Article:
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Paediatric treatment trials for COVID-19 are an ethical imperative
  1. Amanda Gwee1,2,3,
  2. Alison Boast3,
  3. Joshua Osowicki1,2,3,
  4. Andrew C Steer1,2,3,
  5. Simon Coghlan4
  1. 1 Infectious Diseases Unit, Department of General Medicine, Royal Children's Hospital Melbourne Department of General Medicine, Parkville, Victoria, Australia
  2. 2 Infection and Immunity theme, Murdoch Children’s Research Institute, Melbourne, Victoria, Australia
  3. 3 Department of Paediatrics, The University of Melbourne, Melbourne, Victoria, Australia
  4. 4 Centre for AI and Digital Ethics (CAIDE), Melbourne School of Engineering, The University of Melbourne, Melbourne, Victoria, Australia
  1. Correspondence to Dr Amanda Gwee, Department of General Medicine, Royal Children's Hospital Melbourne, Parkville, VIC 3052, Australia; amanda.gwee{at}

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Our proposal to perform a randomised trial of antiviral treatments for children with moderate to severe COVID-19 has frequently been met with the view that it is not ethical. Central concerns have been that children frequently have no symptoms (when in fact symptoms occur in 21% of children), that severe presentations are rare (2%)1 and that treatments should only be evaluated in children once the results of adult trials are available.

Certainly, medical research involving children raises distinctive ethical issues. Children are more vulnerable than most adults, and many lack capacity to provide informed consent to potentially harmful research.2 As with all human research, the risks of a trial in children must be carefully weighed against the possible benefits to both research participants and to other children.

Nevertheless, we challenge the notion that therapeutic trials in children with COVID-19 must await completion of adult trials. Of more than 6 million people infected in these last 6 months of the pandemic, up to 10% were children.3 At the time of writing, there were 416 children in the USA with COVID-19 admitted to intensive care.4 Furthermore, the spectrum of disease in children is evolving with reports of paediatric inflammatory multisystem syndrome temporally associated with severe acute respiratory syndrome coronavirus 2, a condition for which studies of therapeutic approaches are urgently needed and unlikely to be informed by trials in adults.5 Notably, a recent report found that up to 61% of children admitted to intensive care in Canada and the USA are already receiving therapeutic agents.6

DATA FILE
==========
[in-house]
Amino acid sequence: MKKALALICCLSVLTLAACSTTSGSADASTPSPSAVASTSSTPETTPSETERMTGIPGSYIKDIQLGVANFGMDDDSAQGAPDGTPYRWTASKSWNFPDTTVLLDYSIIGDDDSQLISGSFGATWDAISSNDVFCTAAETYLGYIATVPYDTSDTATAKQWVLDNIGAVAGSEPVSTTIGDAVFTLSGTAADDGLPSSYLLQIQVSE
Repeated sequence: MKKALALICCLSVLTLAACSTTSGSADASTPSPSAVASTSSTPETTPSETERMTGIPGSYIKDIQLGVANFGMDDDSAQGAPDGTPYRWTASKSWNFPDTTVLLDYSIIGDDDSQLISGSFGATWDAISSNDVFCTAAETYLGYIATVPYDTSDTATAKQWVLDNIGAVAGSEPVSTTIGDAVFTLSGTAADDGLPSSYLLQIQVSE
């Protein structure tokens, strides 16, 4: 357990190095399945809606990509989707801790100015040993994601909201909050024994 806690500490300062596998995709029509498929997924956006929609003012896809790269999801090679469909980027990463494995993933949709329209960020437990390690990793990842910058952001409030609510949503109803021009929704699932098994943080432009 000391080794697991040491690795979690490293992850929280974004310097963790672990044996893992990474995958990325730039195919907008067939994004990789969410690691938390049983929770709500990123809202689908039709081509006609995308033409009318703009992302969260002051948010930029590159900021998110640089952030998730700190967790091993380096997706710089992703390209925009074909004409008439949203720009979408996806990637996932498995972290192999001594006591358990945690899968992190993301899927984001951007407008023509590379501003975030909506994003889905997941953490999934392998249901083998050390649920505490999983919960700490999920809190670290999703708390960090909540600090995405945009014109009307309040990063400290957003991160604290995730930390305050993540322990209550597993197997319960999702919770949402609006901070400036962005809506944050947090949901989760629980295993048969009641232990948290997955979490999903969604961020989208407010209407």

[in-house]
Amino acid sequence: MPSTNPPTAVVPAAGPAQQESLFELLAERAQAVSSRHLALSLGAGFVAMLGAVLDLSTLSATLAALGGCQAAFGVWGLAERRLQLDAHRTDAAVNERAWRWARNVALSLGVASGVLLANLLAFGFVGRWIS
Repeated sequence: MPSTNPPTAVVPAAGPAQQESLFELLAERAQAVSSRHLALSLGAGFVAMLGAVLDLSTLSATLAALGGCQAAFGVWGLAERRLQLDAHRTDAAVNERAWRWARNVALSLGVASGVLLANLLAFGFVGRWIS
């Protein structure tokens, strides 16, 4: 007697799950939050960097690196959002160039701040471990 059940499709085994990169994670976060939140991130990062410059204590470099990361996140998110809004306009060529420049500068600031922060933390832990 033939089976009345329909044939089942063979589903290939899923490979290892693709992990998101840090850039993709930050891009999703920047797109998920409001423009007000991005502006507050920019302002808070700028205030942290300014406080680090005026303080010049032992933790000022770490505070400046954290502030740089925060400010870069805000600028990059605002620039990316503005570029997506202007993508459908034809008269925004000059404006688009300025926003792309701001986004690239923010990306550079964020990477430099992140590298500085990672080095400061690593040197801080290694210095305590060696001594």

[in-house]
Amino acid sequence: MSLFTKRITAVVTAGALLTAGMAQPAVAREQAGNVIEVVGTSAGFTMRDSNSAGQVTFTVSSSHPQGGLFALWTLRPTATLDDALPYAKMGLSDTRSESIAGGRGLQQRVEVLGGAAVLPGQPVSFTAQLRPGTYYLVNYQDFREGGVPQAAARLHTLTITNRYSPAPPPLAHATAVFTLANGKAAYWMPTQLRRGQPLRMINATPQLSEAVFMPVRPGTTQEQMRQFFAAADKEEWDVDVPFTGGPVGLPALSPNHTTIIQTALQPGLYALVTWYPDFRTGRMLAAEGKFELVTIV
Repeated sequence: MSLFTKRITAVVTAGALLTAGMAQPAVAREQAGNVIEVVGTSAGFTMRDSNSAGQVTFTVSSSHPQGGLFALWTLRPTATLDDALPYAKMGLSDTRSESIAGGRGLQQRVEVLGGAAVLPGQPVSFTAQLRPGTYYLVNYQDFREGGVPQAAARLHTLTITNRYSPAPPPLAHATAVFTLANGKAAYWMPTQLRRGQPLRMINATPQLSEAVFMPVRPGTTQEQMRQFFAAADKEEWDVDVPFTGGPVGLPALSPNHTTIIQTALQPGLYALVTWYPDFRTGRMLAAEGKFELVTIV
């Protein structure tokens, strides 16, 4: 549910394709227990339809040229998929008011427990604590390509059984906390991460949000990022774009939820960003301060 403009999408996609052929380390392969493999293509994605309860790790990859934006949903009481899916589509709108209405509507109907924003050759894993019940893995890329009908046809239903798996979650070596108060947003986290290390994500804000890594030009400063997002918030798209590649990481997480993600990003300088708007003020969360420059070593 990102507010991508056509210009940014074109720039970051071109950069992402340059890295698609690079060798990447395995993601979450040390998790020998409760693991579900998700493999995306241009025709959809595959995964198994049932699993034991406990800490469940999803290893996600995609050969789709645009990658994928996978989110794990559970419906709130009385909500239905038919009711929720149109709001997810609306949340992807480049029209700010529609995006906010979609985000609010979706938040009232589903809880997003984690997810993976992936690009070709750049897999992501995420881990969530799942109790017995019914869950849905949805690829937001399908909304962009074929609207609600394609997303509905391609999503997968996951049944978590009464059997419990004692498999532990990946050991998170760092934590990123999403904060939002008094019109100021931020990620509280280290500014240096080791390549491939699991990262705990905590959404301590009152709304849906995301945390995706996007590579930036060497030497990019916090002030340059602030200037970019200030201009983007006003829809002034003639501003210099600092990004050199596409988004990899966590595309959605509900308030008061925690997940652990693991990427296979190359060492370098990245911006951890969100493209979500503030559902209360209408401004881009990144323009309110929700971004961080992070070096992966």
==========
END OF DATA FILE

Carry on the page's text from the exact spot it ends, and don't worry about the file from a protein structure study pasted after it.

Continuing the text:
Risks associated with therapeutic trials in children for COVID-19 can be mitigated by first evaluating medications already licenced in children for other indications (eg, hydroxychloroquine and ascorbic acid) or medications that have a reassuring safety record when used off-label (eg, anakinra). These agents have established dosing recommendations and safety profiles. While risk cannot be eliminated entirely, the stringent oversight of a clinical trial will mitigate the risk of potential harms posed by these agents—certainly compared with experimental use outside of the context of a trial. If no suitable trial opportunities are available, approval from a hospital drug and therapeutics committee and clinical ethics committee should be obtained prior to use.7

A crucial ethical consideration in this evolving pandemic is the urgency of the need for effective paediatric treatments and the number of children who stand to benefit. The potential benefits lie in minimising morbidity and mortality associated with severe disease if treatment is effective and also in preventing unnecessary, costly and potentially harmful treatment if ineffective.

In the race to find treatments for COVID-19, children are being left behind. There is a compelling ethical case to include children in rigorously designed and regulated clinical trials to determine the safety and efficacy of potential treatments for COVID-19 as soon as possible.



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  • Contributor Statement: AG and SC drafted initial version and reviewed and revised the manuscript. AB, JO and ACS reviewed and revised the manuscript. All authors approved the final version of the manuscript.

  • Funding The authors have not declared a specific grant for this research from any funding agency in the public, commercial or not-for-profit sectors.

  • Competing interests AG attended the MSD Asia Pacific forum in 2019.

  • Patient consent for publication Not required.

  • Provenance and peer review Not commissioned; internally peer reviewed.